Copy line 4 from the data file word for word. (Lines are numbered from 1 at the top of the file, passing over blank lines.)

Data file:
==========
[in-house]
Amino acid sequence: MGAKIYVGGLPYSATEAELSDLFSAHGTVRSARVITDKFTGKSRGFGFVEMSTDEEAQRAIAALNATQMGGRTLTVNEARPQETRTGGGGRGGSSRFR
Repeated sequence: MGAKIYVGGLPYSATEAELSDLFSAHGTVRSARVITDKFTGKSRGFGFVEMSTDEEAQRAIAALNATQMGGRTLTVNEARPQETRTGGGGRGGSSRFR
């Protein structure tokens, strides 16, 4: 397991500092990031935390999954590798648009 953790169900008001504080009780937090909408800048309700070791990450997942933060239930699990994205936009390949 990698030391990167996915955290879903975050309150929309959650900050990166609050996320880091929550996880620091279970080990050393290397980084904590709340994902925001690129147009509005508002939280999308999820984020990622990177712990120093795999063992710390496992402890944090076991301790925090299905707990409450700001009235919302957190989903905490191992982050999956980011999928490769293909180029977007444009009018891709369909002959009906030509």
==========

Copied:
């Protein structure tokens, strides 16, 4: 397991500092990031935390999954590798648009 953790169900008001504080009780937090909408800048309700070791990450997942933060239930699990994205936009390949 990698030391990167996915955290879903975050309150929309959650900050990166609050996320880091929550996880620091279970080990050393290397980084904590709340994902925001690129147009509005508002939280999308999820984020990622990177712990120093795999063992710390496992402890944090076991301790925090299905707990409450700001009235919302957190989903905490191992982050999956980011999928490769293909180029977007444009009018891709369909002959009906030509």